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prepared by Rabbi Eliezer Chrysler
Kollel Iyun Hadaf, Jerusalem

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Avodah Zarah 7

AVODAH ZARAH 7 (16 Adar II) - dedicated by Mr. Avi Berger of Queens, N.Y. in memory of his father, Reb Pinchas ben Reb Avraham Yitzchak, on the day of his Yahrzeit.



(a) Rav Huna also ruled like Rebbi Yehudah in his Machlokes with Rebbi Meir, regarding someone who gives wool to a dyer to dye red, and he receives it dyed black or vice-versa. Rebbi Meir says 'Nosen Lo D'mei Tzimro' - because he brands a craftsman who deviates from his instructions as a Gazlan, who acquires the article with Shinuy (by making a physical change in the article).

(b) Rebbi Yehudah - obligates the owner to pay whichever is the lesser of the dyers expenses and the wool's price increase (because he does not like the idea that the latter should benefit from his sin).

(c) Rav Yosef accepted Rav Huna's first ruling, but turned his face away from him at the second - which, he held, was entirely unnecessary ...

(d) ... since we would have known anyway, since Rebbi arranged Rebbi Yehudah's opinion as a S'tam Mishnah after the Machlokes (and we have a principle 'Machlokes va'Achar-Kach S'tam, Halachah ki'S'tam'.

(a) The above Machlokes appears in Bava Kama. The S'tam - in Bava Metzi'a.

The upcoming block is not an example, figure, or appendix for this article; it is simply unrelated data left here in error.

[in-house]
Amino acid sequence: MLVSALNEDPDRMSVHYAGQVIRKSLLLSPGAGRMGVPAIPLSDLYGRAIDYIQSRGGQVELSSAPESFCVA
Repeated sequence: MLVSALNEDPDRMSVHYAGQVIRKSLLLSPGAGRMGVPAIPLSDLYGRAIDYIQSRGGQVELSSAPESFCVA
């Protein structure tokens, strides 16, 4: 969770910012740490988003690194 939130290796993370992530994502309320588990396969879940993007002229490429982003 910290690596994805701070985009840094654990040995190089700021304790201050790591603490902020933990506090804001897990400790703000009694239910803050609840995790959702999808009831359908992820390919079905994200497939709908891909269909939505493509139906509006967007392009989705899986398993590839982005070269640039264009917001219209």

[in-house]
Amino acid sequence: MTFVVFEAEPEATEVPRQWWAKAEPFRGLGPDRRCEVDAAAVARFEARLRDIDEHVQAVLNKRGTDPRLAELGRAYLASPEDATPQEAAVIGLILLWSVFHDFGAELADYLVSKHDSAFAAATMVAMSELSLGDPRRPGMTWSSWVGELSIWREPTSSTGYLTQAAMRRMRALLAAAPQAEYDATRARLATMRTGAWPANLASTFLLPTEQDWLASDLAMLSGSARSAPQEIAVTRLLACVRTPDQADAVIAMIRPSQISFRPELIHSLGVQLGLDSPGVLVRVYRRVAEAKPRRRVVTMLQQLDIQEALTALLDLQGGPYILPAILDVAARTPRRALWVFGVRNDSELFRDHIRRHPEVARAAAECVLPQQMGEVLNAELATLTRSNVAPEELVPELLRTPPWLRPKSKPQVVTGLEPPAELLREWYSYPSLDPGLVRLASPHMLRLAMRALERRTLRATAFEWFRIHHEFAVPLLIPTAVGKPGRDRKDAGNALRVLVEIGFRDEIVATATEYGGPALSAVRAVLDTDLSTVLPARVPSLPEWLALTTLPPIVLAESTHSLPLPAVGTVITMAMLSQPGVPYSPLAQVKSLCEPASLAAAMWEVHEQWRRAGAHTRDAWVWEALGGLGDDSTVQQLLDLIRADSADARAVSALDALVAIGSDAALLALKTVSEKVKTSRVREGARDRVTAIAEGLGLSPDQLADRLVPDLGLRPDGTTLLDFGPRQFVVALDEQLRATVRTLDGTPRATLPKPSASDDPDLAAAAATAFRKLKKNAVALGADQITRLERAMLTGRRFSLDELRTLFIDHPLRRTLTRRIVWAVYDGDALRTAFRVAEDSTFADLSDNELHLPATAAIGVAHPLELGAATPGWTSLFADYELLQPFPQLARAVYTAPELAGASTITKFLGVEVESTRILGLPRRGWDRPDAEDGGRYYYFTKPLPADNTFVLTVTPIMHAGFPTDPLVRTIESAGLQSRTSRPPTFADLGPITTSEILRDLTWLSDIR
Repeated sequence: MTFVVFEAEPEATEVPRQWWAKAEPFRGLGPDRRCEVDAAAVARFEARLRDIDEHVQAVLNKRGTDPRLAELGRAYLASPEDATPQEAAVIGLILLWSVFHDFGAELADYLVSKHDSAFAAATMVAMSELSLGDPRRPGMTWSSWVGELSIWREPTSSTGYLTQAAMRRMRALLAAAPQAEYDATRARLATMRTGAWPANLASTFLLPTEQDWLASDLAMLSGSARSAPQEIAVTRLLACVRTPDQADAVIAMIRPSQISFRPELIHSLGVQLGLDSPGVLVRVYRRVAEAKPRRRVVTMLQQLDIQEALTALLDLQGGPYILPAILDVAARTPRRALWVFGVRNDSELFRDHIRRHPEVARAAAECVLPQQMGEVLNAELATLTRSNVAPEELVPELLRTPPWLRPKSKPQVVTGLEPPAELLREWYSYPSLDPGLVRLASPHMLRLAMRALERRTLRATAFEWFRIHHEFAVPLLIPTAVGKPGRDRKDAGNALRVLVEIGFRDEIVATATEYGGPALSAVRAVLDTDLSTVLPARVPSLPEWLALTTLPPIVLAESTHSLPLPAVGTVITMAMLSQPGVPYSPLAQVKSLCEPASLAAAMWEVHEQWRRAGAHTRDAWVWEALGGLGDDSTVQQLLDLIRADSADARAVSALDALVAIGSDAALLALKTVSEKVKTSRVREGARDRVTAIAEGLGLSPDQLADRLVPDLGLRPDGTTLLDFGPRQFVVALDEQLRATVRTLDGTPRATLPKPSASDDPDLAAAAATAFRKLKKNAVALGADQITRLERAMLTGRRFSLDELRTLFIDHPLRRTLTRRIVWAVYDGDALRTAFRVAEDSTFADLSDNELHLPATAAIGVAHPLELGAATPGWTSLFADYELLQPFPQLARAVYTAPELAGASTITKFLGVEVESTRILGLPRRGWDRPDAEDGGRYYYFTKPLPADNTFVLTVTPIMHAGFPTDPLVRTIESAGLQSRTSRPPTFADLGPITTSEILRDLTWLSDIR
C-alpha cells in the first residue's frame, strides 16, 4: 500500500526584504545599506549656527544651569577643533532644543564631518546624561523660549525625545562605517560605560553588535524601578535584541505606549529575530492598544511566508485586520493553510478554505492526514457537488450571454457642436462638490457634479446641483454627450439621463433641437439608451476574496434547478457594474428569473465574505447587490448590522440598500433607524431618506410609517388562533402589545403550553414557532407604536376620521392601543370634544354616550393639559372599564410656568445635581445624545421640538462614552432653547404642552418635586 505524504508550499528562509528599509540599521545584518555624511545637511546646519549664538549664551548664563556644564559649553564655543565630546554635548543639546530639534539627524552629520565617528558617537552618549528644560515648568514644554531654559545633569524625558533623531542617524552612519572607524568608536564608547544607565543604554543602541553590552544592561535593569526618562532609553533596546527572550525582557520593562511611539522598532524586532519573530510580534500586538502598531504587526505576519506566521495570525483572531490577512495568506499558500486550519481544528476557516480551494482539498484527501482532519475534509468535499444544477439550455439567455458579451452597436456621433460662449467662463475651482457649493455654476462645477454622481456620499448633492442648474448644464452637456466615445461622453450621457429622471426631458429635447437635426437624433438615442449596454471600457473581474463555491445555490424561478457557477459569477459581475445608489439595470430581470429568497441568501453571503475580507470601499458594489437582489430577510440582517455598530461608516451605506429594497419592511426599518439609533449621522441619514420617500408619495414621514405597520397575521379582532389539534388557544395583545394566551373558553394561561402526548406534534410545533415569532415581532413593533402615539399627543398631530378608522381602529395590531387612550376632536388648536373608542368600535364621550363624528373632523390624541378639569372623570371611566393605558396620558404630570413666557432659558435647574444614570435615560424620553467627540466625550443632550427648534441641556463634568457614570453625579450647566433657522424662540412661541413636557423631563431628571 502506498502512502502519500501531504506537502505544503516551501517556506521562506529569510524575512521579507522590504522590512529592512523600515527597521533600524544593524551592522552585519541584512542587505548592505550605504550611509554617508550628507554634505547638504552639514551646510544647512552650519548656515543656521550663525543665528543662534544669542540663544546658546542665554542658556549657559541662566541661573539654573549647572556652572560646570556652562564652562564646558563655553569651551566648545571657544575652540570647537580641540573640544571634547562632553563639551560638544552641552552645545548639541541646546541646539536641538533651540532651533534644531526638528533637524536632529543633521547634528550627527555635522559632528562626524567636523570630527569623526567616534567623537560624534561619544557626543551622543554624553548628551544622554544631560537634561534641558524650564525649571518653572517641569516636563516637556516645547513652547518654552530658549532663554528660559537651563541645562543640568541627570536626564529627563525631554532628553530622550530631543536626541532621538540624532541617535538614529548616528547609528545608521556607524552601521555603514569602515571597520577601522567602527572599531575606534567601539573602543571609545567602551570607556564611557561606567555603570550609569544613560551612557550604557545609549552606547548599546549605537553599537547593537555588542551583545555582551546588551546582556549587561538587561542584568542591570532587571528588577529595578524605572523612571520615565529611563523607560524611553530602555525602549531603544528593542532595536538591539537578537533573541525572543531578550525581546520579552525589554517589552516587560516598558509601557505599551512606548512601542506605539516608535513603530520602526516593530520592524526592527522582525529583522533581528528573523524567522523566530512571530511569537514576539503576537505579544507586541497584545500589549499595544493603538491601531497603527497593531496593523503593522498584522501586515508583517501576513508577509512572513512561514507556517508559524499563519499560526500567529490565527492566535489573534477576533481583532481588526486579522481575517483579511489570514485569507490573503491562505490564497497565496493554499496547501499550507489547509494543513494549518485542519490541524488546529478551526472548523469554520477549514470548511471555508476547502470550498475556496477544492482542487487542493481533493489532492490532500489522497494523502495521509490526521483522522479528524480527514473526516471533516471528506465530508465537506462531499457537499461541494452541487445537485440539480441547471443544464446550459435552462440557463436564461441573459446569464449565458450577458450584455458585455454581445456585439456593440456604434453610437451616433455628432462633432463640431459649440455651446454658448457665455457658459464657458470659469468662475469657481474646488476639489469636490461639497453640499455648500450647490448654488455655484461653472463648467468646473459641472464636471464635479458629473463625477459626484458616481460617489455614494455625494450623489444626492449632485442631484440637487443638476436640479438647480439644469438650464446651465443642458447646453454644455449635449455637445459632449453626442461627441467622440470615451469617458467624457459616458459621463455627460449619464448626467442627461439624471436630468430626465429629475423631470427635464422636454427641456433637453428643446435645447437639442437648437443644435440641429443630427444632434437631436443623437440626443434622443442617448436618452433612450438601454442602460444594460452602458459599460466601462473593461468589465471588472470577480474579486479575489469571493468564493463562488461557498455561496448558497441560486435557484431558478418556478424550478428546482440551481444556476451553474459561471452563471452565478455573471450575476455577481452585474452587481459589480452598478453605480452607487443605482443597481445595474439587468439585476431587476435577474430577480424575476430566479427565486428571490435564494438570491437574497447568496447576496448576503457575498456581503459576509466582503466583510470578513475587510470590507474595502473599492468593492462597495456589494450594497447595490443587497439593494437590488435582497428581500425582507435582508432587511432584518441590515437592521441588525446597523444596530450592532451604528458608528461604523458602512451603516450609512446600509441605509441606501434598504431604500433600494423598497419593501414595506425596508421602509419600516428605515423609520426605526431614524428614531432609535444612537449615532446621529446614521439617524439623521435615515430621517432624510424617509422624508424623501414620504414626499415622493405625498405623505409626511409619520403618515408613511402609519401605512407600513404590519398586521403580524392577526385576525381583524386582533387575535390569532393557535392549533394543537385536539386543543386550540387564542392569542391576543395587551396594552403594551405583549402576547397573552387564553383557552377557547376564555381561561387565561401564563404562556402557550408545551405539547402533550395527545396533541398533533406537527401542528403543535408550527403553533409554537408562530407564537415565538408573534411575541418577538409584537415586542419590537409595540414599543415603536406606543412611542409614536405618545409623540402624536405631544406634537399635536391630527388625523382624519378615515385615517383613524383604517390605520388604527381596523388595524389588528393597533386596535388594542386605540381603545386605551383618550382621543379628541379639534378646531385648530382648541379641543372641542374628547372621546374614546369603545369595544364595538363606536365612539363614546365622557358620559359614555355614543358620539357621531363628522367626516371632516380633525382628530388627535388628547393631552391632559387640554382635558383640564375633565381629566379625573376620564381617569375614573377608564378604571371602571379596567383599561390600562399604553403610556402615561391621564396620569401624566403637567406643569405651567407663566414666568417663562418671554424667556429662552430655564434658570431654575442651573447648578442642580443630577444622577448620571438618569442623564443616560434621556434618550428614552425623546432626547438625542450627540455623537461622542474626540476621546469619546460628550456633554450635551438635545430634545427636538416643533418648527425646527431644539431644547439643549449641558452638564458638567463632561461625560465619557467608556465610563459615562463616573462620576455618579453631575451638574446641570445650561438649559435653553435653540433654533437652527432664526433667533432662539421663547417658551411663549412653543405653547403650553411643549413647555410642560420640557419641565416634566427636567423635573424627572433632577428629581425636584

(b) Rav Huna disagrees with Rav Yosef, because he holds 'Ein Seider le'Mishnah' - but that is only when the two Mishnahs occur in two Masechtos. Had they occurred in one Masechta, he too, would have conceded to the principle 'Machlokes ve'Achar-Kach S'tam, Halachah ki'S'tam'.

(c) Rav Yosef counters - that the three Bavas (Kama, Metzi'a and Basra) are considered one Masechta, which in fact, he refers to as 'Nezikin'.

(d) Even assuming however, that 'Ein Seider le'Mishnah' would not apply here (like Rav Huna), Rav Yosef had good reason to turn his face away - seeing as the Mishnah in Bava Metzi'a is located among a series of practical rulings ('Kol ha'Meshaneh Yado al ha'Tachtonah ve'Kol ha'Chozer Bo, Yado al ha'Tachtonah'), rendering it Halachah.

(a) The Tana Kama in a Beraisa forbids Reuven to ask Shimon on Shabbos, whether he will be able to come in after Shabbos, indicating that he wants him to do some work (but without actually saying so). Rebbi Yehoshua ben Korchah - permits it.

(b) Rabah bar Chanah rules - like Rebbi Yehoshua ben Korchah.

(c) The Tana Kama in a Beraisa - forbids someone who receives a ruling from a Rav that something is Tamei or Tahor, to go and ask another Rav for his opinion.

(a) In a case where there are two Rabbanim, one of whom says Tamei, the other, Tahor, assuming that one of the two is greater than the other, says the Tana, we follow his opinion; whereas in a case where the two are equal - we always go le'Chumra.

(b) Rebbi Yehoshua ben Korchah rules - le'Chumra in matters that are min ha'Torah, but le'Kula, when they are mi'de'Rabbanan.

(c) Rav Yosef rules - like Rebbi Yehoshua ben Korchah.

(a) When Rebbi Meir in a Beraisa says 've'Chulan she'Chazru Bahen Ein Mekablin Osan Olamis', he means - that Gazlanim and Amei-ha'Aretz can never be accepted into the realm of 'Chaverim' (regarding being believed on Ma'asros).

(b) Rebbi Yehudah agrees with Rebbi Meir only if their Teshuvah was done privately, but not if it was done in public. In the second Lashon, he applies this same distinction, only in the reverse - by confining Rebbi Meir's ruling to where they sinned in public, but not to where the sin was performed privately.